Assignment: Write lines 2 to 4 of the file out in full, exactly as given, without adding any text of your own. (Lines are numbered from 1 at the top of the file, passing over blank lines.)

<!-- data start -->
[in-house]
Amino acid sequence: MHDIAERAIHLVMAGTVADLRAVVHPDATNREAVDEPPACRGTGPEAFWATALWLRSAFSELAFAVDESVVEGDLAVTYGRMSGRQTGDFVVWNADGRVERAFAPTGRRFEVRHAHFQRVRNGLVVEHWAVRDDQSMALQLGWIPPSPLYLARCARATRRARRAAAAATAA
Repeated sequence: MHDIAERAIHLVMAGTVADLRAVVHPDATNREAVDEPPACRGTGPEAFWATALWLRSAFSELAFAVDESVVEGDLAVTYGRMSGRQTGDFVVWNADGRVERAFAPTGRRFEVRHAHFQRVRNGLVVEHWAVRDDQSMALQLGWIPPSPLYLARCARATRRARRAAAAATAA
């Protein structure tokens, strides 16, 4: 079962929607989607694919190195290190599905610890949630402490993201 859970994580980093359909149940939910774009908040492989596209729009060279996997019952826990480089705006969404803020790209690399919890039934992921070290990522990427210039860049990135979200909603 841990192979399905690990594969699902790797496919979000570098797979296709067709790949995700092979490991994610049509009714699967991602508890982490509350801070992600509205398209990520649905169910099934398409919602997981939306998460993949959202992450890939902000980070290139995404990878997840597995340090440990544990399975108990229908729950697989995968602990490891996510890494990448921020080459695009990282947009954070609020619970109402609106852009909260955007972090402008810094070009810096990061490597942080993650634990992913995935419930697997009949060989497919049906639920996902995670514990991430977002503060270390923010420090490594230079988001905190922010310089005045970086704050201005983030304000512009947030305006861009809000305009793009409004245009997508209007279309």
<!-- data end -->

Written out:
Amino acid sequence: MHDIAERAIHLVMAGTVADLRAVVHPDATNREAVDEPPACRGTGPEAFWATALWLRSAFSELAFAVDESVVEGDLAVTYGRMSGRQTGDFVVWNADGRVERAFAPTGRRFEVRHAHFQRVRNGLVVEHWAVRDDQSMALQLGWIPPSPLYLARCARATRRARRAAAAATAA
Repeated sequence: MHDIAERAIHLVMAGTVADLRAVVHPDATNREAVDEPPACRGTGPEAFWATALWLRSAFSELAFAVDESVVEGDLAVTYGRMSGRQTGDFVVWNADGRVERAFAPTGRRFEVRHAHFQRVRNGLVVEHWAVRDDQSMALQLGWIPPSPLYLARCARATRRARRAAAAATAA
């Protein structure tokens, strides 16, 4: 079962929607989607694919190195290190599905610890949630402490993201 859970994580980093359909149940939910774009908040492989596209729009060279996997019952826990480089705006969404803020790209690399919890039934992921070290990522990427210039860049990135979200909603 841990192979399905690990594969699902790797496919979000570098797979296709067709790949995700092979490991994610049509009714699967991602508890982490509350801070992600509205398209990520649905169910099934398409919602997981939306998460993949959202992450890939902000980070290139995404990878997840597995340090440990544990399975108990229908729950697989995968602990490891996510890494990448921020080459695009990282947009954070609020619970109402609106852009909260955007972090402008810094070009810096990061490597942080993650634990992913995935419930697997009949060989497919049906639920996902995670514990991430977002503060270390923010420090490594230079988001905190922010310089005045970086704050201005983030304000512009947030305006861009809000305009793009409004245009997508209007279309």